Fifth-year Yale School of Medicine (YSM) MD-PhD student Ryan Dz-Wei Chow is one of 30 graduate students selected for the Paul & Daisy Soros Fellowships for New Americans. This year’s pool of 2,445 applicants was the largest ever. The fellows are immigrants and US-born children of immigrants who are poised to make significant contributions to US society, culture, or their academic field. Chow, whose parents immigrated to the United States from Taiwan before he was born, grew up in Silicon Valley in an environment he said “celebrated innovation and exploration of the unknown.”
Chow’s PhD thesis focuses on engineering the immune system to eliminate cancers. Over the past decade, it has been shown that immunotherapies, which aim to unleash the body’s own immune system against tumors, can have impressive responses, but only a small fraction of patients will respond to treatment. Chow has been developing new strategies to improve the efficacy of immunotherapy.
He “loves how oncology is a field that fosters a culture of creativity and discovery, along with the humility to draw inspiration from other fields.” Moreover, since nearly 40% of Americans will be diagnosed with cancer, Chow is inspired to be doing work that can have a direct impact on such a large patient population.
Chow works in the lab of Associate Professor Sidi Chen, PhD, who describes him as “an outstanding student, excellent scientist, and awesome human being. He’s absolutely the future star!”
Chow first remembers being interested in science when his fifth-grade teacher spent an entire class discussing “where do babies come from?” While he found the topic “extremely uncomfortable,” he also recalls thinking “it was really cool that all of us had come from a single fertilized egg!”
His interest in science developed further in his early to mid-teens—and expanded to regenerative medicine—when as a nationally-ranked junior tennis player he experienced numerous injuries that made it difficult for him to compete. He spent a high school summer in the lab of Irving Weissman at Stanford University and was fascinated by the orchestrated processes that underlie tissue repair, and how the dysregulation of these normal regenerative mechanisms can lead to cancer.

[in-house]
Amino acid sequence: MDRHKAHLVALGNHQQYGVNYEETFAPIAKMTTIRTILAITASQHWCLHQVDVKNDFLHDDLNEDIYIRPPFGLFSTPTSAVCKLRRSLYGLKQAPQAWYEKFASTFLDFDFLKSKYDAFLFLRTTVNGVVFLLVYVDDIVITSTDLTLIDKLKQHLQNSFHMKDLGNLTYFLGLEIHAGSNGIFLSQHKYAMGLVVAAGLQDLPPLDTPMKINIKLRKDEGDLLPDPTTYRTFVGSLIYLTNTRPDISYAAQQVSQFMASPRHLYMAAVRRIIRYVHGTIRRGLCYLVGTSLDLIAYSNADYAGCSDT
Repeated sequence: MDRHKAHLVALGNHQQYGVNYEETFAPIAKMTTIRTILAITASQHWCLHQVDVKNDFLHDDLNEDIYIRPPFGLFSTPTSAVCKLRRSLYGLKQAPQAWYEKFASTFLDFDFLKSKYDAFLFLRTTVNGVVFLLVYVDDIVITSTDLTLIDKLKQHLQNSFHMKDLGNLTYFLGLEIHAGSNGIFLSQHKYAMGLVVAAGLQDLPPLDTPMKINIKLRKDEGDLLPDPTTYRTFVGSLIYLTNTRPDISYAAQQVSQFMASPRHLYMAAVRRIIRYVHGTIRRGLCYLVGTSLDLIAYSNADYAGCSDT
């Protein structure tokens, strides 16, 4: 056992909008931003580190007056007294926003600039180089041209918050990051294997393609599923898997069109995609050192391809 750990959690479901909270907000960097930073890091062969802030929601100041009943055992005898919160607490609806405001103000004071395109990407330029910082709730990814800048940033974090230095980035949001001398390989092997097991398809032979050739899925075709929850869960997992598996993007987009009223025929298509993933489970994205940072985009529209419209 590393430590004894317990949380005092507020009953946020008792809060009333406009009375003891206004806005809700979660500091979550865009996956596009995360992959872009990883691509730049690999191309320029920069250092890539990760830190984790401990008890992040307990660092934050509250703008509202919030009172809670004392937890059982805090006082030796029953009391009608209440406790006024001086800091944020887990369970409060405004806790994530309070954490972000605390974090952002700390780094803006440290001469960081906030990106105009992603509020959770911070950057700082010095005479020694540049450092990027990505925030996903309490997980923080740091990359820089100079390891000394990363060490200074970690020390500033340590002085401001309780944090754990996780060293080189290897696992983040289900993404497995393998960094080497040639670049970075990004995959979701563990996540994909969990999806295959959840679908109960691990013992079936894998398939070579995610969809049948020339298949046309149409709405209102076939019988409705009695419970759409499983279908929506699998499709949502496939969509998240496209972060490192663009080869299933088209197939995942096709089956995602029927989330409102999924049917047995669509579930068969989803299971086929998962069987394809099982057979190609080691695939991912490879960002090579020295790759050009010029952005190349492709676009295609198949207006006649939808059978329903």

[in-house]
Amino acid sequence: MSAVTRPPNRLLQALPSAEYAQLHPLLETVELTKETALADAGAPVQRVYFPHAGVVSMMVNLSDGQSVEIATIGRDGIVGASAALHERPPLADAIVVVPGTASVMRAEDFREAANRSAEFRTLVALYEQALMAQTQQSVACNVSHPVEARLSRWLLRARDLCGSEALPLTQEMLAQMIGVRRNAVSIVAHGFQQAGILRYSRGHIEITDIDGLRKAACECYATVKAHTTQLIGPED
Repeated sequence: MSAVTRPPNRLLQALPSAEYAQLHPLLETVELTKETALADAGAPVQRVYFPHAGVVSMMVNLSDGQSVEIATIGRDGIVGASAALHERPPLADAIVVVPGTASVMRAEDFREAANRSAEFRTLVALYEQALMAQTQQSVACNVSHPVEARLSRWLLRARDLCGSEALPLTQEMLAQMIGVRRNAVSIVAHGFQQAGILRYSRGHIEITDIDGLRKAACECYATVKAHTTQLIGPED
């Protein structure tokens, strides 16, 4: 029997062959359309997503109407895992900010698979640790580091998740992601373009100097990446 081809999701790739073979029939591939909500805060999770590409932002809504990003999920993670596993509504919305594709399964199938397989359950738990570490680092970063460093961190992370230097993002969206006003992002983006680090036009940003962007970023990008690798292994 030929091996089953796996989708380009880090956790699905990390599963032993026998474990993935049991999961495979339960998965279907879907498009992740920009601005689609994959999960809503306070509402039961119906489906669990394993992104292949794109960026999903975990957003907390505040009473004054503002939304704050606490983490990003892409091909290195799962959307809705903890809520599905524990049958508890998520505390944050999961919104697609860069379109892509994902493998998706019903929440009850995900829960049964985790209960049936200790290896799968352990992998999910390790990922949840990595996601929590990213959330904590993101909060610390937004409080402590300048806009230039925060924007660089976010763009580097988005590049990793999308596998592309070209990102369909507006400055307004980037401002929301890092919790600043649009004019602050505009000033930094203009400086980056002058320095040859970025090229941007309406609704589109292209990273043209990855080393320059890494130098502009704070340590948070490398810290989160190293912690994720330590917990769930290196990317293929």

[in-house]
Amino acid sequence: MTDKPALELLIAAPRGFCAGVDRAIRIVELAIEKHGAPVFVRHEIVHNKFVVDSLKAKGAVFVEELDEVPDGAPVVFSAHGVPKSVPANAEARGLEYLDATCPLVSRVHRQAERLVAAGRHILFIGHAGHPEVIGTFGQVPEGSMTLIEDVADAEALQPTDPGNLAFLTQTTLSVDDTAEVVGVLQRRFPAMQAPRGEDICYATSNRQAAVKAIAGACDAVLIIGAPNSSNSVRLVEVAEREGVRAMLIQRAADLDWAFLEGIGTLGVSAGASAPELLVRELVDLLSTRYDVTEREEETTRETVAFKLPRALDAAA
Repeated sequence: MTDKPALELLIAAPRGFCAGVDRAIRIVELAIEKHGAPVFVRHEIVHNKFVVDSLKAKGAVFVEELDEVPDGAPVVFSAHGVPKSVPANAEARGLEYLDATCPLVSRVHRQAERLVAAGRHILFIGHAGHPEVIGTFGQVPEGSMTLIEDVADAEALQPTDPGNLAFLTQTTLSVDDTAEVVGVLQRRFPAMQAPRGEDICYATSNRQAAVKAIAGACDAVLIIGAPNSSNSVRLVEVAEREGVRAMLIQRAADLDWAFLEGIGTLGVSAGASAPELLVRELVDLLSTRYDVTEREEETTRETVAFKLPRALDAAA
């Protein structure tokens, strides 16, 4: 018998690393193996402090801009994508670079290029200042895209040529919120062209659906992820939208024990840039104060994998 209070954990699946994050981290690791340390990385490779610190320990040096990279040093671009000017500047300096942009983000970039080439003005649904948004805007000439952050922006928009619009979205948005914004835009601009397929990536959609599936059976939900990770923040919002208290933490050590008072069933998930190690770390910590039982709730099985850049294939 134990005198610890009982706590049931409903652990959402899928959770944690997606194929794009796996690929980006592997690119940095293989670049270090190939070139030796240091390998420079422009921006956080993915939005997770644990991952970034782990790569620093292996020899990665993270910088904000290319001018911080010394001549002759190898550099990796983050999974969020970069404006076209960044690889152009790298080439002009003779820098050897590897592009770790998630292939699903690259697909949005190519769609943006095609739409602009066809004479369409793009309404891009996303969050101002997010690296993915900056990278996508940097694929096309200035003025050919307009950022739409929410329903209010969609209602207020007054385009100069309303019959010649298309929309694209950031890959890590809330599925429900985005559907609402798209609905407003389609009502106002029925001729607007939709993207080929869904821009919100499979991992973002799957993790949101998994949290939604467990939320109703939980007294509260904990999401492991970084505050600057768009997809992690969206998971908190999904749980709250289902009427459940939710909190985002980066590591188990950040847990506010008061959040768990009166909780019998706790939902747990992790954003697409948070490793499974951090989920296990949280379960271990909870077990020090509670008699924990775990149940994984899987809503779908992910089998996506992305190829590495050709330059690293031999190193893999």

During college at Harvard, Chow joined the lab of Jayaraj Rajagopal, a pulmonologist at Massachusetts General Hospital, and investigated the mechanisms by which lung cancers can shapeshift into different subtypes and become resistant to therapies. From pursuing this line of study, Chow was inspired to become a physician-scientist and tackle challenging problems that could impact patient care.
Chow was drawn to YSM’s MD-PhD Program because of its track record of mentoring physician-scientists and Yale’s outstanding cancer immunology research. During the revisit weekend for admitted students, Chow met with Chen’s lab and learned about the exciting genome editing technologies they were developing. He worked in Chen’s lab the summer before starting medical school through YSM’s START Program, and joined the lab soon after.
Chow already has made many scientific contributions to the field of cancer immunology, including discovering mutations that increase the effectiveness of immunotherapy. This work may prove valuable for predicting the efficacy of immunotherapies in specific patients and for gaining a window into potential new therapeutic strategies. For example, Chow explains, “by deliberately manipulating the genetic pathways that we identified, it may be possible to pharmacologically sensitize tumors to immunotherapy.”
He also co-invented a therapeutic modality that overrides the camouflage that tumors use to evade the immune system. This therapy causes tumors to reveal themselves to the immune system, which hinders them from developing and growing. Chow explains that he and his lab colleagues “reasoned that we could repurpose CRISPR genome editing technologies to force tumors to ‘showcase’ their mutant proteins, like holding up a big spotlight for the immune system to zero in on.”
Chow also has identified genes in T cells— a type of immune cell that is essential for anti-tumor immunity— that restrain their ability to destroy tumors. “By targeting these genes, we can engineer T cells that are better able to fight against cancers.”
The most challenging aspect of Chow’s research is identifying questions that can simultaneously advance our understanding of fundamental biological principles and have the potential to impact clinical care, all while being technologically and financially feasible. “In order to push through the inevitable setbacks and failures of scientific research, I think it's essential that you can clearly articulate to yourself and others why the project you're working on is worth persevering for,” Chow states.
For Chow, the most rewarding part of research is when he proves himself wrong by getting an unanticipated result. “One thing that my undergraduate mentor, Jay Rajagopal, told me is that real science happens when things don't go the way you expect. It's such a beautiful way to look at science, and that's really stuck with me ever since.”
Chow, who joins 16 other Soros Fellows for New Americans who currently attend or are graduates of YSM, is “deeply honored to be joining this incredible community of New Americans and excited to continue exploring the world of cancer immunology.”